This evening we went to the National Theatre to see the new production of 'Hamlet' with Rory Kinnear in the title role. I saw the production of 'Hamlet' with Jude Law last year and this was far better. Mind you, I'm not sure if it was better than the version I saw in 1978 with Derek Jacobi as the troubled prince (yes, me and the Dane go that far back).
The set was bare, the walls of a Baroque palace which were moved around to create different spaces for different scenes, sparse use of furniture and props but lots of lighting, not always to best effect. A glimpse at the set and you know you're no going to see a happy-go-lucky version of the play (now there's an idea Mr Producer) but something grey and stark. And that's what we get. Except it's in modern dress for some reason that never became obvious to me. So we had smart suits, hoodies, trackie bottoms and earphones for eavesdropping. Um, why?
While I'm on a roll, can I also mention the strange direction of the 'mad' scenes, particularly Hamlet standing on his bed with his duvet pulled over his head and Ophelia in a bra pulling a shopping trolley around. Um, this is meant to be a palace y'know, so how come she gets a stolen shopping trolley past the guards and up all those steps we all know exist in every palace or castle? Another irritant were the night scenes in the first act with virtually no lights on the stage so I couldn't see what was happening very well and the actors who seemed to forget their stage school training on enunciation and projecting - I had difficulty hearing some of the actors and I was in the stalls. What else? O yes, the odd police state visuals of men in suits with guns wandering round every so often being generically menacing - reminded me of seeing 'Assassins' earlier in the summer at that little theatre under the arches somewhere not exotic.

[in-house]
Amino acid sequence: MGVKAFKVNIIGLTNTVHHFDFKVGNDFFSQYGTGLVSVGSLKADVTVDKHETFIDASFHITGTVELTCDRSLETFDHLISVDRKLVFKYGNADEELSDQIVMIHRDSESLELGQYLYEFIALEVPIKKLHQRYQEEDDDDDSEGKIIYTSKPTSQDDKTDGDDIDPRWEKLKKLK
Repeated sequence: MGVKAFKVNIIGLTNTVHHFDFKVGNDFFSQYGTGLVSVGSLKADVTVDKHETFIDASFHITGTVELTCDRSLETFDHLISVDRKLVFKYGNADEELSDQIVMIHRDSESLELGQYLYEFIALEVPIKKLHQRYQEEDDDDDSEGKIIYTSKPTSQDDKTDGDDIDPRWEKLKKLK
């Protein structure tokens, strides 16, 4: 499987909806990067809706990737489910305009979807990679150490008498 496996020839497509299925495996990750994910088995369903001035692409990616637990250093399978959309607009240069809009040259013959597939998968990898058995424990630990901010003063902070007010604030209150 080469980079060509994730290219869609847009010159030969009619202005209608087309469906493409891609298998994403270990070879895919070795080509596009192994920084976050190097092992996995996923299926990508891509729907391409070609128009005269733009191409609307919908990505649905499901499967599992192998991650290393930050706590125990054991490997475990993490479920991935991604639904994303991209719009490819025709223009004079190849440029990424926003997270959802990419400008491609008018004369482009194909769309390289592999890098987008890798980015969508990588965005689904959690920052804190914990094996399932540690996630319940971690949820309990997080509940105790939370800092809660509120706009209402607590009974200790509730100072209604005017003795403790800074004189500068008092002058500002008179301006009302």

Okay, I got that out of my system all in one rush of annoyances, so why did I think it was a good production? Rory Kinnear, that's why. I saw Rory in 'Burnt By The Sun' last year and, unusually for me, remembered him from it, so I must've seen something in his performance that stuck in my mind. Rory is the son of Roy Kinnear (yes, *that* Roy Kinnear for readers of a certain age).
Something you can't help but notice in any reading of 'Hamlet' is how many of the phrases have made their way into popular culture and Rory has a great way of delivering them. I particularly liked his 'Alas poor Yorrick, I knew him Horatio' which was almost a whispered aside that had us (well, me) riveted to what he was saying. He breathed new life into some of the lines, made them fresh and new again and, in doing that, conjures up all sorts of images with the words. That is a powerful talent and skill and it influences anyone with an ear to listen. Anyone who can do that to Shakespeare's age-old words needs to be listened to and I'd be happy to hear Rory take on more Shakespeare.
It's not a one-man show, though, and I'd also give credit to Clare Higgins as Gertrude (Hamlet's mam) who played the role with a love of booze from champagne at the start to the poisoned tipple at the end, and Giles Terera as Horatio who seemed to grow into the part as the play progressed. I liked his 'Flights of angels' speech at the end. Chris (the fount of all knowledge) reminded me that I'd seen Giles in the role of Gary Coleman in 'Avenue Q' a few years ago (yay for my mates, the Bad Idea Bears!) so here's where he shows he's a 'serious' actor. I thought both actors were very good.
For once I caught a show at the start of its run rather than at the end, so I'd encourage everyone to go to see this production. Apparently it's also going on tour after the National Theatre season closes, so book tickets early.